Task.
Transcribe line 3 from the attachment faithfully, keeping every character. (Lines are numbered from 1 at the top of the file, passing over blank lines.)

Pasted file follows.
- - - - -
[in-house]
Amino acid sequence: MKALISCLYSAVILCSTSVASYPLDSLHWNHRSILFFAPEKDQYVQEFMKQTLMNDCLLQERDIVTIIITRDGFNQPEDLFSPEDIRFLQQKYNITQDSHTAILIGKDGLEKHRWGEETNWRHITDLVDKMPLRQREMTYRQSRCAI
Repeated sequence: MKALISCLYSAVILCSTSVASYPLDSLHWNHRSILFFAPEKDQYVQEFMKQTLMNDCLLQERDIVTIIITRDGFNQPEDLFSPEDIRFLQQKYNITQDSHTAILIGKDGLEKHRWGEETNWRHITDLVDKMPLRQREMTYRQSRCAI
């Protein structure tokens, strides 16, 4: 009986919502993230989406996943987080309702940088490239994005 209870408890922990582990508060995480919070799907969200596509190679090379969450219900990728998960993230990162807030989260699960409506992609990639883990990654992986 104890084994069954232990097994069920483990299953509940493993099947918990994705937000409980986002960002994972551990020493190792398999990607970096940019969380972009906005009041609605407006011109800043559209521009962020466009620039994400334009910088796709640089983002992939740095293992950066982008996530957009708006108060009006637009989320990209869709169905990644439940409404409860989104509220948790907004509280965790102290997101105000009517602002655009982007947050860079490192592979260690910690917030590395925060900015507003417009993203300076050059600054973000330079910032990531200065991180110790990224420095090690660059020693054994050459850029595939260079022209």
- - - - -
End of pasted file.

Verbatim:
Repeated sequence: MKALISCLYSAVILCSTSVASYPLDSLHWNHRSILFFAPEKDQYVQEFMKQTLMNDCLLQERDIVTIIITRDGFNQPEDLFSPEDIRFLQQKYNITQDSHTAILIGKDGLEKHRWGEETNWRHITDLVDKMPLRQREMTYRQSRCAI